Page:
These wings are best served with a group of folks with whom you’re comfortable getting messy. I included instructions for stuffing both the flats and the drumettes, but you could also just use whichever comes easier to you and leave the other pieces to fry. Serve them with an ice-cold beverage, a side of crisp pickles, and maybe some rice if you want to make a meal of it.
- Salt the vegetables and let sit for 10 minutes at room temperature. Squeeze out the moisture as best as you can, then combine with everything else. Knead the mixture by hand.
- To debone the flat side of the wings, grab the tip and the flat and wiggle them vigorously to separate the bones from the joint. Using your fingertips, push the meat on the cut side up the bones to reveal the point at which they join. Use a paring knife or scissors to cut away the connective tissue. Push the meat up along the ulna and radius bones until you’re able to twist and pull them out individually, like you’re unlocking a lock.
- To debone the drumette, cut around the joint segments to separate the meat from the central bone. Use the blunt side of a paring knife to cleanly scrape the meat along the bone while gently peeling the drumette to turn it inside out. Use the knife to cut away any remaining ligaments that might be attached to the bone.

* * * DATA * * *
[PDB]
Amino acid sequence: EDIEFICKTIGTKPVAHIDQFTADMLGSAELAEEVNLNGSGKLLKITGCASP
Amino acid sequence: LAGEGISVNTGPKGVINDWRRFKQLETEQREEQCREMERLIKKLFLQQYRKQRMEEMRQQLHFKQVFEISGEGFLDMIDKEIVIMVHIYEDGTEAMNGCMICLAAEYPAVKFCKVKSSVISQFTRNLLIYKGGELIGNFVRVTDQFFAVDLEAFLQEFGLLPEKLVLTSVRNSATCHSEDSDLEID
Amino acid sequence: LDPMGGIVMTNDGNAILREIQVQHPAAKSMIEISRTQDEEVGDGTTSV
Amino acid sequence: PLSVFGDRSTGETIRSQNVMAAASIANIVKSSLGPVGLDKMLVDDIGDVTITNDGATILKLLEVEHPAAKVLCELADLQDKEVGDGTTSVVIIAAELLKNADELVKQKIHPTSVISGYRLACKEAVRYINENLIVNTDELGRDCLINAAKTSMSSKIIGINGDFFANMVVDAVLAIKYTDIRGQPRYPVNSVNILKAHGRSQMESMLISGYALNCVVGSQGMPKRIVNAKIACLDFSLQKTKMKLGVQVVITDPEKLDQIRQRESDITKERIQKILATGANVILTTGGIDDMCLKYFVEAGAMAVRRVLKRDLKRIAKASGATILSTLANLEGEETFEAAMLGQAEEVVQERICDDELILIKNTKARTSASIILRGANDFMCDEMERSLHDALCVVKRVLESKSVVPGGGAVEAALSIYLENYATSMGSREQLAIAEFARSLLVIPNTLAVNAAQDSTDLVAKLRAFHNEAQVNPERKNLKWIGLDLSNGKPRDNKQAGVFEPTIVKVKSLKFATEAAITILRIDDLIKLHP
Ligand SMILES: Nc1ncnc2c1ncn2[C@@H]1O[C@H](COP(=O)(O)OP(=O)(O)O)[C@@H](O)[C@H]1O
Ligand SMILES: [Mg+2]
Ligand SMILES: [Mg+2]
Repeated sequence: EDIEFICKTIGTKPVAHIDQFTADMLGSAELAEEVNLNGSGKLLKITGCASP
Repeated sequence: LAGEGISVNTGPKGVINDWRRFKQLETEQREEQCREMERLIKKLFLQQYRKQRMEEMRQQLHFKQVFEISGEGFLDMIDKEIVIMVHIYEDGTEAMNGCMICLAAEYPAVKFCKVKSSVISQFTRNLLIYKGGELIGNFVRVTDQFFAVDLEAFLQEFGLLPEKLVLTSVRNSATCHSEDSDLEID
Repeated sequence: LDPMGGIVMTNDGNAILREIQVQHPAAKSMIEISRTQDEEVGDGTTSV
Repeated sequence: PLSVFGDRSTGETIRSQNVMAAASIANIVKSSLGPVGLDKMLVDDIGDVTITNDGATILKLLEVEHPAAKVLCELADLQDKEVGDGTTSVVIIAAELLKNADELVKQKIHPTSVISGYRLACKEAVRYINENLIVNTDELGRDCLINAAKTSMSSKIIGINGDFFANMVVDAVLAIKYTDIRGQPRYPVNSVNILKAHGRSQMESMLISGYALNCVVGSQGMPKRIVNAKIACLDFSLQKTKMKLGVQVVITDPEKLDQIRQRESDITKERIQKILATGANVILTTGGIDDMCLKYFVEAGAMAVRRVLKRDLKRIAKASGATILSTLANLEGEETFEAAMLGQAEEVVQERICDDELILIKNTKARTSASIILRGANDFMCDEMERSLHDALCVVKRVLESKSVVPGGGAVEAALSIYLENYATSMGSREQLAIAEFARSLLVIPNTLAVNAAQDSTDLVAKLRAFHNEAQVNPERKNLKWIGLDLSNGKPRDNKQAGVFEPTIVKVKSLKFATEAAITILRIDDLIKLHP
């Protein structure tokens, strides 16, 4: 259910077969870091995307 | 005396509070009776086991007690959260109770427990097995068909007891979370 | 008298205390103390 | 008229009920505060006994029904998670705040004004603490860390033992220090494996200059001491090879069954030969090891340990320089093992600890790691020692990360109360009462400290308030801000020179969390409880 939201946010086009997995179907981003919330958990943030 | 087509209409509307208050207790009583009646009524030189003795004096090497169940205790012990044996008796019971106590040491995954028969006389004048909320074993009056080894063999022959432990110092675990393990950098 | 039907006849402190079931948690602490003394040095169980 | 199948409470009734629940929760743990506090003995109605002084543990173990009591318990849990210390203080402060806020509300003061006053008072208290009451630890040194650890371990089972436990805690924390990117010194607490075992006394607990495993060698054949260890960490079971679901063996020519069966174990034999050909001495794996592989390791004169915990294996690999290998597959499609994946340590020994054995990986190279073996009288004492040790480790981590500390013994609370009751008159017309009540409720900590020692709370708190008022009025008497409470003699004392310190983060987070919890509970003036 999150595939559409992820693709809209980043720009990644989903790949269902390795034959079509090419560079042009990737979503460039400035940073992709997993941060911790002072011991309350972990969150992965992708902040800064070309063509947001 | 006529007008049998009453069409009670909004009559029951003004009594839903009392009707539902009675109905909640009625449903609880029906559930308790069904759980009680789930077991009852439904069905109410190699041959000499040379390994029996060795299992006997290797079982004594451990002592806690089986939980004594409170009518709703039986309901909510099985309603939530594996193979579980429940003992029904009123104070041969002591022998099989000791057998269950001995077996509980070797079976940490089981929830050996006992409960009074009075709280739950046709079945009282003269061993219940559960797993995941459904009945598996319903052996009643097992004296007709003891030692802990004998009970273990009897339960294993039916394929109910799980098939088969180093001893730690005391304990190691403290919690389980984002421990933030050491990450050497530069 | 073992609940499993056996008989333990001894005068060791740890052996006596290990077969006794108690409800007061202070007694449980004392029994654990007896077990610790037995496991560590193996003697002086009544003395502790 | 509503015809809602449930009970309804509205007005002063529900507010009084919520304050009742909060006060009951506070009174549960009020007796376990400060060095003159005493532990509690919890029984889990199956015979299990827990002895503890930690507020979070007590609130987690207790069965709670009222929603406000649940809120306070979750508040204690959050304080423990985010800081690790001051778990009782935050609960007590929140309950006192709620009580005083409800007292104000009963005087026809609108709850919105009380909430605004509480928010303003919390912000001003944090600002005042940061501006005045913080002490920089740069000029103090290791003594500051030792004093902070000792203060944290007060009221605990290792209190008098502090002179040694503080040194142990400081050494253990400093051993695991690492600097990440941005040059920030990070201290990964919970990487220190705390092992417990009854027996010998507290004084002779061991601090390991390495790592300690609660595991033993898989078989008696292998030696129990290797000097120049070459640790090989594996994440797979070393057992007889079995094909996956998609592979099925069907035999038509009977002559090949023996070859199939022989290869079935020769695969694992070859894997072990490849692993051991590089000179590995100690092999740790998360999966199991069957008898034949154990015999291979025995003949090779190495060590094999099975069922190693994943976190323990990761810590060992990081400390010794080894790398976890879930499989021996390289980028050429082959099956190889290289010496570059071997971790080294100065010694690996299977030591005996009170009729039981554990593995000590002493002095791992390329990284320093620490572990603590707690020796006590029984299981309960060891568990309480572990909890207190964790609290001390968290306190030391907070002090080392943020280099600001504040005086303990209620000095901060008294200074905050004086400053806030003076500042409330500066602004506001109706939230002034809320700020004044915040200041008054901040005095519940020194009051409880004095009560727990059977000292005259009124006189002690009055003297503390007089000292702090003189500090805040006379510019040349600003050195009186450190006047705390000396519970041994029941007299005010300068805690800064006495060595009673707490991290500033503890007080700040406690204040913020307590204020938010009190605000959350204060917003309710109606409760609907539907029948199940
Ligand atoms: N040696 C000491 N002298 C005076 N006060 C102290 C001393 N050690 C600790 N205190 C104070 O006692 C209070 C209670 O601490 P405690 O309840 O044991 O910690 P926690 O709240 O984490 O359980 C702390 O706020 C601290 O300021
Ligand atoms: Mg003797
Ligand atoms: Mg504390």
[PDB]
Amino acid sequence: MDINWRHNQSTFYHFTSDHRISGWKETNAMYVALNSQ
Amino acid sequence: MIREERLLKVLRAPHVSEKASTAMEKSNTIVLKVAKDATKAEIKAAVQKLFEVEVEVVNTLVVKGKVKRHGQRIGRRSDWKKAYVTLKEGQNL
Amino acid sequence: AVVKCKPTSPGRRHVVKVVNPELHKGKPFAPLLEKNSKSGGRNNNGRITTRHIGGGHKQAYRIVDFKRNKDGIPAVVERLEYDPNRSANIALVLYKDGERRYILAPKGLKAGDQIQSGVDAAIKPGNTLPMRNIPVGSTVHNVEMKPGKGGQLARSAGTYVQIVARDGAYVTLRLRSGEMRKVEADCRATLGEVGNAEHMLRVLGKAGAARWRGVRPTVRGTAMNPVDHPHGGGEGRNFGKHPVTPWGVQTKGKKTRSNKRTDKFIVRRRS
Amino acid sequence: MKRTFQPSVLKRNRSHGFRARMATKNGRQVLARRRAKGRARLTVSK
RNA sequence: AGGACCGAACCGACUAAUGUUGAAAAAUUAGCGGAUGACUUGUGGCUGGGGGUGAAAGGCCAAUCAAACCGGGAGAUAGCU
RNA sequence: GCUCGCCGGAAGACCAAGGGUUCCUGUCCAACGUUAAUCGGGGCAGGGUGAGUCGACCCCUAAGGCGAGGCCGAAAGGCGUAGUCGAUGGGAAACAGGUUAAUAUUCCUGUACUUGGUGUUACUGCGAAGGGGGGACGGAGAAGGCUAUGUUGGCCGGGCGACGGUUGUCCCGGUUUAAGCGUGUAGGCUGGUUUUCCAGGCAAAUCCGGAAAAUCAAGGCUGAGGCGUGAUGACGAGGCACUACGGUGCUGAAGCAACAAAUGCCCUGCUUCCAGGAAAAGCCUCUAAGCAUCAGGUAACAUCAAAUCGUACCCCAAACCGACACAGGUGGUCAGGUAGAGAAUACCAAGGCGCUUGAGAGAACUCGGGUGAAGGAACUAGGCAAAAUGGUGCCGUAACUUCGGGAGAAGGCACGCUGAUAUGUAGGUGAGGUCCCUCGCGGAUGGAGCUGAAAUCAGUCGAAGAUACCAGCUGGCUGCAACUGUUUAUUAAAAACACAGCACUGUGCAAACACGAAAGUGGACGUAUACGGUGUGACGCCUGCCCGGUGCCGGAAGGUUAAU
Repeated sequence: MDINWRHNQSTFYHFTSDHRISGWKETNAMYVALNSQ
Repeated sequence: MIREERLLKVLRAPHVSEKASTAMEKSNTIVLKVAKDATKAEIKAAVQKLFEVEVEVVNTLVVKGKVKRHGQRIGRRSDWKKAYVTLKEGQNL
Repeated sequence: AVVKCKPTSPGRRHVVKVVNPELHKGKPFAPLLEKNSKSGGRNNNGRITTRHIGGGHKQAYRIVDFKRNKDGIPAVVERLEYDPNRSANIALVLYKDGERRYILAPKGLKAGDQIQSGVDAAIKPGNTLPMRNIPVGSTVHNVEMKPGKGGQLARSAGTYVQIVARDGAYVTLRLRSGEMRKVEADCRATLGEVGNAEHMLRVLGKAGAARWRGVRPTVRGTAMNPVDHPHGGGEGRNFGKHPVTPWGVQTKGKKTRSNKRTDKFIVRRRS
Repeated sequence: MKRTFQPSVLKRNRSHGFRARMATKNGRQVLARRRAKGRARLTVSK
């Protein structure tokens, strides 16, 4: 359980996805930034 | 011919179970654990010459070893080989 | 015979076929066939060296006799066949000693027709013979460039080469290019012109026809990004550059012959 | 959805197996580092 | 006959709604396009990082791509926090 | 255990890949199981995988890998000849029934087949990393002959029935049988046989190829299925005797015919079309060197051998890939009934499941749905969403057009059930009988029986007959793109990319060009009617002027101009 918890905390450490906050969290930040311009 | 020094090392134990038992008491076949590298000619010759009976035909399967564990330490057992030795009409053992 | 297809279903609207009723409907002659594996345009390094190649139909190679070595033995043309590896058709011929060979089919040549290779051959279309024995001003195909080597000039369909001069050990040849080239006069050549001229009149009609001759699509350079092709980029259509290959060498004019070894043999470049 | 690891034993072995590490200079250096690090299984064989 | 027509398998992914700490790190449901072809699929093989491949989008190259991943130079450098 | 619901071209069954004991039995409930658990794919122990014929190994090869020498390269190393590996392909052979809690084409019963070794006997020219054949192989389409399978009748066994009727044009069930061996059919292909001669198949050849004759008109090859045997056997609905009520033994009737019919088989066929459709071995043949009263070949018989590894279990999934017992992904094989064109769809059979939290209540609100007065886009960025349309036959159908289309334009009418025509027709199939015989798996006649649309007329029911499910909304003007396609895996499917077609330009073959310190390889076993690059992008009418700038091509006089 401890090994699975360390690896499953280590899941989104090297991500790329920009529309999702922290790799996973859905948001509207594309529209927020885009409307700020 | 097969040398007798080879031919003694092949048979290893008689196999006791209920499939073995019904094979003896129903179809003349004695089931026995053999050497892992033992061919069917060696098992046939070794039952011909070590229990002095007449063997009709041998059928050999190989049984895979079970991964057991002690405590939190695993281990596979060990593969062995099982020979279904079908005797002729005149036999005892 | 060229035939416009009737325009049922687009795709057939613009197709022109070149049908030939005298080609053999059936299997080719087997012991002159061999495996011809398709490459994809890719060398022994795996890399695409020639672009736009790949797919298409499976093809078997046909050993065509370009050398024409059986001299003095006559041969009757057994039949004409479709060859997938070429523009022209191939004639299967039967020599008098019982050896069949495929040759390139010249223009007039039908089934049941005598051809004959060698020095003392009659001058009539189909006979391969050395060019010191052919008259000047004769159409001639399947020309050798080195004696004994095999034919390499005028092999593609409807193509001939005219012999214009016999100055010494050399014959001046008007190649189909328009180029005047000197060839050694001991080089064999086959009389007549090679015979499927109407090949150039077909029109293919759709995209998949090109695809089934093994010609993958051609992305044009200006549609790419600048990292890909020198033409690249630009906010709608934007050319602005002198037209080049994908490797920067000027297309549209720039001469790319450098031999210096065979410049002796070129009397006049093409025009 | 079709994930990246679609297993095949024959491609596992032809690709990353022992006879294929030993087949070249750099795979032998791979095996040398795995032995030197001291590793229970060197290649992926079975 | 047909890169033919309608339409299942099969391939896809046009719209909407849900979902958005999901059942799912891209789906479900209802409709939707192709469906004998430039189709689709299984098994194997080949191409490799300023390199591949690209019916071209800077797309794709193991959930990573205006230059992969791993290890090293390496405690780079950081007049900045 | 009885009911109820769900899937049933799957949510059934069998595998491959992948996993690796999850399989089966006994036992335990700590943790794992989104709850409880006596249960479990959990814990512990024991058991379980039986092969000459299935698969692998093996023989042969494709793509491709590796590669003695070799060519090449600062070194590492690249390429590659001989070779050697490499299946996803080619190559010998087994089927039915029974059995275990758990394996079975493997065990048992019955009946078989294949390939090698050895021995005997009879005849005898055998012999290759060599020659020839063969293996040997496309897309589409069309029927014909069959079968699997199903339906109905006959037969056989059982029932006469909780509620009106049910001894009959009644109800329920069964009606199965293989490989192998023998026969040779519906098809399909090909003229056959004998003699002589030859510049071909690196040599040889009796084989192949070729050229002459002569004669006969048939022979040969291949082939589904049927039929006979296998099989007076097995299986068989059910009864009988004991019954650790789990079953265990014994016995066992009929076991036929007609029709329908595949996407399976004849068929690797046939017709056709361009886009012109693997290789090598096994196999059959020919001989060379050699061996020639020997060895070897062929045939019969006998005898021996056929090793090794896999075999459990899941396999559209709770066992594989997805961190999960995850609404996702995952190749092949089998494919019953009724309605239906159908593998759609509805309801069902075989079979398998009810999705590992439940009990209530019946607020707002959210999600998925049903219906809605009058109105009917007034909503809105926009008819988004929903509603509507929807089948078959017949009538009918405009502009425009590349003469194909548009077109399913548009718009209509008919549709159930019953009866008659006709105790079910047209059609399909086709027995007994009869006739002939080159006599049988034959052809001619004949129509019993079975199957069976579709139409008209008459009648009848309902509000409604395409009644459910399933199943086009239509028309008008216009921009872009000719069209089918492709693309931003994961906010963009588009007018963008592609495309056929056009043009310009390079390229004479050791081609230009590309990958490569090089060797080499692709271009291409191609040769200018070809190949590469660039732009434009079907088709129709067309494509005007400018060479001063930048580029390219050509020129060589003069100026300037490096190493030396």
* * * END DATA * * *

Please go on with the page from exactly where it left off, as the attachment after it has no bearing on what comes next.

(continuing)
- When the wings are deboned, season with salt and pepper and stuff them with filling, to about 80 or 90 percent capacity. Use a spoon to push the filling into the meat, then pierce the wings with toothpicks in order to keep them sealed. You might need to use two for the drumettes, if you’re using them. Lay out in a baking sheet or plate in your fridge for at least a half hour so the skin dries out a bit.
- Get your oil heated up to about 275 degrees Fahrenheit, then fry the wings in batches for about 7 minutes, or until light golden. Pull them out and increase the oil temperature to 350 degrees. Fry the wings for 4-5 minutes, or until golden brown and cooked all the way inside.
When Soleil was in kindergarten, she reviewed a book for Reading Rainbow that she didn’t actually read. She is mainly a chef and cohosts Racist Sandwich, a biweekly podcast on food and its intersections with race, class, and gender.